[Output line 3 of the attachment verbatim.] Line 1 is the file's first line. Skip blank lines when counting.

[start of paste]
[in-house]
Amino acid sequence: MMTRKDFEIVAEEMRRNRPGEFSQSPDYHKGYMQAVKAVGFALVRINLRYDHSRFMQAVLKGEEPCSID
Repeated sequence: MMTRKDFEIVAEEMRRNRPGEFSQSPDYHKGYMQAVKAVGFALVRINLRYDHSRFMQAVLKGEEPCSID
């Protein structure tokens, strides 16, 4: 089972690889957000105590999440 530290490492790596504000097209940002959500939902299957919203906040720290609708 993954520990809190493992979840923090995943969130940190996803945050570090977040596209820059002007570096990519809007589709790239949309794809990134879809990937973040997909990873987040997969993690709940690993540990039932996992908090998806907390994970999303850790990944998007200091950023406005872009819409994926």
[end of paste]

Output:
Repeated sequence: MMTRKDFEIVAEEMRRNRPGEFSQSPDYHKGYMQAVKAVGFALVRINLRYDHSRFMQAVLKGEEPCSID